Each bolted connection between a column 23 and the strap 2S may be supplemented by the provision of a sleeve 42 in which is packed a suitable ceramic cement or furnace cement 43. This prevents vibration between the bolt threads and the tapped column member which causes relatively rapid erosion of the bolt threads. Once the direct cemented connection is established it matters little or none if the bolts fail or fall out.

The upper end of the hollow column or conduit 24 is received in a hollow spout body 37. The hollow spout body is supported beneath the upper plate 27 by a pair of bolts 38 and the transverse strap 39'. The outlet end of the spout body 37 leads to or toward the point at which it is desired to discharge the molten metal. A sheet 40 of asbestos fibers or other insulating material may be positioned between the spout body 37 and the plate 27.

The portions of the pump which are exposed to contact with the molten metal or which are immersed in the molten metal bath, such as the pump foot body 13, the volute 17, the ring 18, the impeller 19, the shaft Z2, the columns 23 and 24, and the spout body 37, are all formed of a suitable material which will resist corrosive attack of the molten metal. t

The above mentioned parts may be fabricated from a structural refractory material, that is, a material subject to structural fabrication and having high resistance to disintegration by either corrosive or erosive attack from a bath of molten metal and having a capacity to remain relatively stable and not introduce contaminants into the molten metal. Structural carbonaceous refractory materials, such as carbon of a dense or structural type, graphite, graphitized carbon, clay-bonded graphite, carbon-bonded graphite, silicon carbide, or the like, have been found to be highly resistant to attack by molten aluminum. Such materials may be coated or uncoated and glazed or unglazed. Pump parts composed of suitable materials may be made by mixing ground graphite or silicon carbide with a fine clay binder, forming the part and baking. Such parts may also be made by mixing ground -silicon carbide with a binder such as pitch, tar, etc., molding or otherwise forming the article to the desired shape, and baking it at a sucient temperature to cause any temporary bonding material to substantially disappear.

The several parts fabricated from structural refractory material may be subjected to simple machining operations, such as the boring of the small holes and the like. The holes in the pump foot body 13 which threadedly receive the columns 23 may be formed in the article by molding. The threads are preferably rather large and gross, whether they are molded or whether they are later machined within the holes. The holes may be drilled through the body 13 after it is formed. In general, the larger openings or spaces, such as the major bore 14 of the pump body 13, are not formed by machining but are formed in the molding of the part.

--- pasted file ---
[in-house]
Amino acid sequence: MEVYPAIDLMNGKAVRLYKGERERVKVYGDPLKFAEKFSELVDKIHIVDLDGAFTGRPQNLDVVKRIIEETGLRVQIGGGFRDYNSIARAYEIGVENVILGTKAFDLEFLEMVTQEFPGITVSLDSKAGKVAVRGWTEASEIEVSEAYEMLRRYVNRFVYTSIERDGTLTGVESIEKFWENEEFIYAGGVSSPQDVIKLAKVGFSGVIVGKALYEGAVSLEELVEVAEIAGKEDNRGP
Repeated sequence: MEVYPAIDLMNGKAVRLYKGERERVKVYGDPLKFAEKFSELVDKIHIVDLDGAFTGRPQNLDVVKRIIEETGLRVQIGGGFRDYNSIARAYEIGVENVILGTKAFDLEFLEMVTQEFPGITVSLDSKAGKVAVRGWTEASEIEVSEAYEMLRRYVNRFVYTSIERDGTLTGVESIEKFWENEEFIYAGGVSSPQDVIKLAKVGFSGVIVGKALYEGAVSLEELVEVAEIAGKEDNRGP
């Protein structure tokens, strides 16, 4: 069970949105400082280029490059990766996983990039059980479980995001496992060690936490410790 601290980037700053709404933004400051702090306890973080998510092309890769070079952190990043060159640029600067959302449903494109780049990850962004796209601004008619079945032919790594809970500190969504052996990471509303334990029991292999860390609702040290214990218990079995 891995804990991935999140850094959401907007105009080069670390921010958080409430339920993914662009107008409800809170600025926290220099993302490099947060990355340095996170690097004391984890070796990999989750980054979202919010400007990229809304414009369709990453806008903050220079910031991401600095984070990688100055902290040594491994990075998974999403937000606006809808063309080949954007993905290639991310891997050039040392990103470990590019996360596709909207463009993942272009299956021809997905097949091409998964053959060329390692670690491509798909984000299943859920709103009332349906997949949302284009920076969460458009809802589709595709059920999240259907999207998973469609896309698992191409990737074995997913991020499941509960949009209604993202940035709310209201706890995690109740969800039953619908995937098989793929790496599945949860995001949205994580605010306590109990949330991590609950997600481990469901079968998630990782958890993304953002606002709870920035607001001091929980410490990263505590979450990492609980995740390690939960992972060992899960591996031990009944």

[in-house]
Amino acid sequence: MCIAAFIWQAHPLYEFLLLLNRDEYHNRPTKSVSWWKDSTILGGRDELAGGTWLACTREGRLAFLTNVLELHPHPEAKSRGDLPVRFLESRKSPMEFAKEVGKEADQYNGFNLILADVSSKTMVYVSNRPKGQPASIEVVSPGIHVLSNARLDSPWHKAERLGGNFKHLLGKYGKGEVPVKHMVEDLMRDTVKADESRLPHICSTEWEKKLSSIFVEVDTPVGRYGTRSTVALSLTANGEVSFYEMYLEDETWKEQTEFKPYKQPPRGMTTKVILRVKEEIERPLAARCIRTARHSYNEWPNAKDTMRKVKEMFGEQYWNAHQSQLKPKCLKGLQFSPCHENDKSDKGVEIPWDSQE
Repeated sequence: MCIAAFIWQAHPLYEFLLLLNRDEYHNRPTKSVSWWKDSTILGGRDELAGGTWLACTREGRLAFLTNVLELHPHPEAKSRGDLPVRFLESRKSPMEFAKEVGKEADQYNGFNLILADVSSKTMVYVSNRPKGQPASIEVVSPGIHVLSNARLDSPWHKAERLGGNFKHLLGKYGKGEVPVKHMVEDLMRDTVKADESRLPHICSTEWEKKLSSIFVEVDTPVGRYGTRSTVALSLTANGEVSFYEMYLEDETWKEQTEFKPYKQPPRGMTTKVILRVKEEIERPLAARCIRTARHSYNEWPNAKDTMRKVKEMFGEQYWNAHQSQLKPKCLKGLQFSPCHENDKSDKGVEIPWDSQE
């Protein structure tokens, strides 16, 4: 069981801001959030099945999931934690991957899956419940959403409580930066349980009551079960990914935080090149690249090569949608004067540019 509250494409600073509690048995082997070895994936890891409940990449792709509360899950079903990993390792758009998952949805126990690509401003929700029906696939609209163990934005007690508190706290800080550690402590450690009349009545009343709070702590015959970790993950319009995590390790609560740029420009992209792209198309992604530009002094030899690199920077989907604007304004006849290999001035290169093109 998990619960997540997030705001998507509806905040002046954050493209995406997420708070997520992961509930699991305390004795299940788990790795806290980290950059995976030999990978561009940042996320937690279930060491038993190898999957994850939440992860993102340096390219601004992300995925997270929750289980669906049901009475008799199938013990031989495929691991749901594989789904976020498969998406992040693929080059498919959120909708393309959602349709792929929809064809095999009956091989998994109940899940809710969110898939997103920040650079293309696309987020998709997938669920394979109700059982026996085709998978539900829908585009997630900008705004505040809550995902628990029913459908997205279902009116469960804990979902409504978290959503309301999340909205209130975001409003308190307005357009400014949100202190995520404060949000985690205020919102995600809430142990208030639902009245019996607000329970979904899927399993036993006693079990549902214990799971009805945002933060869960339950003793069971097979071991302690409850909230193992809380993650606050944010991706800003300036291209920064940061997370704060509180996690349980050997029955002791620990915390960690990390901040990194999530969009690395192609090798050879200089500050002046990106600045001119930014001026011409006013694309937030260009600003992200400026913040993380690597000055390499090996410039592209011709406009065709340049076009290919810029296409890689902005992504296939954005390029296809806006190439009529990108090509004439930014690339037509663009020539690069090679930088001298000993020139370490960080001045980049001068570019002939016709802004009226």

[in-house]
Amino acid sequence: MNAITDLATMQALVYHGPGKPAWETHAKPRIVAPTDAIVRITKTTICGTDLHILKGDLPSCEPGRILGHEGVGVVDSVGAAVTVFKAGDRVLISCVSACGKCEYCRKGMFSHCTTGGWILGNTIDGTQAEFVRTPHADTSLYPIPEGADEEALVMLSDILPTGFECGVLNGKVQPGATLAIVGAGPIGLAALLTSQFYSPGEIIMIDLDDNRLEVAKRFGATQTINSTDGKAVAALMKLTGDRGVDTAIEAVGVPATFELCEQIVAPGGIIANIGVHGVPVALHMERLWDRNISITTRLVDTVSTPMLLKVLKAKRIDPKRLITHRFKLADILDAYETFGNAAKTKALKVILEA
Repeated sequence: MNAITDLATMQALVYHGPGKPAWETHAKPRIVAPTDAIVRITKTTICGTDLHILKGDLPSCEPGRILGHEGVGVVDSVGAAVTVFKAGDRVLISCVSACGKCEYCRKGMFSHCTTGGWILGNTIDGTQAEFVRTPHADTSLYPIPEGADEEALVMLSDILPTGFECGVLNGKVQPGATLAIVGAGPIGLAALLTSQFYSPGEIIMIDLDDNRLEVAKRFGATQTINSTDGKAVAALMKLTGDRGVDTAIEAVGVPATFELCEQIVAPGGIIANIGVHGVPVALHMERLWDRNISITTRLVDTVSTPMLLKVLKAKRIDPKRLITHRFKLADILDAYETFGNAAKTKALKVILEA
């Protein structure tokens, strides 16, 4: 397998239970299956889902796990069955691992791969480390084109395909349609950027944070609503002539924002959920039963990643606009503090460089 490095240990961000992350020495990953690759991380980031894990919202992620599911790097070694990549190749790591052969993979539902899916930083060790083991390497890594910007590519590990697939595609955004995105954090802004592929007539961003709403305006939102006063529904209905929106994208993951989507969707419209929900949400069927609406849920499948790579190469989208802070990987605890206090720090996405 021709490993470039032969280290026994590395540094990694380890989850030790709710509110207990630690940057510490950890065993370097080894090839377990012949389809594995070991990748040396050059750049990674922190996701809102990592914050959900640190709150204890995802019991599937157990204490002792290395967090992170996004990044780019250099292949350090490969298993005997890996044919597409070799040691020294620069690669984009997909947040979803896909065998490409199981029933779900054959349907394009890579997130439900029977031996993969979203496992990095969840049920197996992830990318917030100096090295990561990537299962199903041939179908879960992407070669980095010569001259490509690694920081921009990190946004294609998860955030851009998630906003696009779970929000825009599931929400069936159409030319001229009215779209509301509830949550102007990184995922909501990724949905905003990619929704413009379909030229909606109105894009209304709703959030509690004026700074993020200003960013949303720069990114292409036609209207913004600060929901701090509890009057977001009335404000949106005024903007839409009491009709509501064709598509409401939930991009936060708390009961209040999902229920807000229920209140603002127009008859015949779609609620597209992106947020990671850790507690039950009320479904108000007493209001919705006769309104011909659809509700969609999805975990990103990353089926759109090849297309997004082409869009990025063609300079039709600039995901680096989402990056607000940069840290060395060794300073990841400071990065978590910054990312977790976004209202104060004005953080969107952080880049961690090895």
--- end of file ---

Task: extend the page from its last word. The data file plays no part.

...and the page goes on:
It will be seen that of all the parts submerged in the molten metal 10, only the relatively slender shaft and columns 22, 23, and 24 extend upwardly from the surface of the molten metal 10. Pumps for pumping molten metal which have previously been provided have generally comprised a massive body or housing extending upwardly from the surface of the metal bath. To the extent that molten metal may be forced upwardly or splashed upwardly into the upper portions of the housings to locations where it may freeze and interfere with the operation of working parts of the pump,` the trouble-free operation of the pumps is impaired. However, in the present invention the possibility of such impairment is eliminated since the pump chamber is submerged well below the surface of the molten metal, and the relatively slender members 22, 23, and 24 extend upwardly out of the Surfaec of the molten metal in open relationship.

The flow of the molten metal through the pump occurs downwardly through the bores 15 and 2d; thence radially outwardly through the passages 21, and then upwardly through the conduit 24, and nally outwardly along the interior of the spout body. It will be apparent that when, the pump is used to convey molten metal from the molten metal bath to a point outside the bath, the molten metal is withdrawn from a point well beneath the surface of the molten metal bath and will, therefore, be relatively free from slag or other contaminants which are generally lighter than the molten metal and rise to the surface of the molten metal bath. Any pieces of slag or other material which are drawn toward the impeller do not snag and break the impelling members of the impeller, the passages 21 amounting in effect to shrouded impeller teeth. Further, despite the deeply immersed location of the pump chamber, withdrawing of the molten material directly from the bottom of the bath is avoided, and pumping of any sedimentary materials as there may be at the bottom of the bath does not occur. In this respect, the structural arrangement whereby the path of inow of the molten metal is downwardly in surrounding relationship with the pump shaft at the intake of the pump is highly advantageous, although it will be appreciated that many of the other advantages of the invention may be realized without this feature.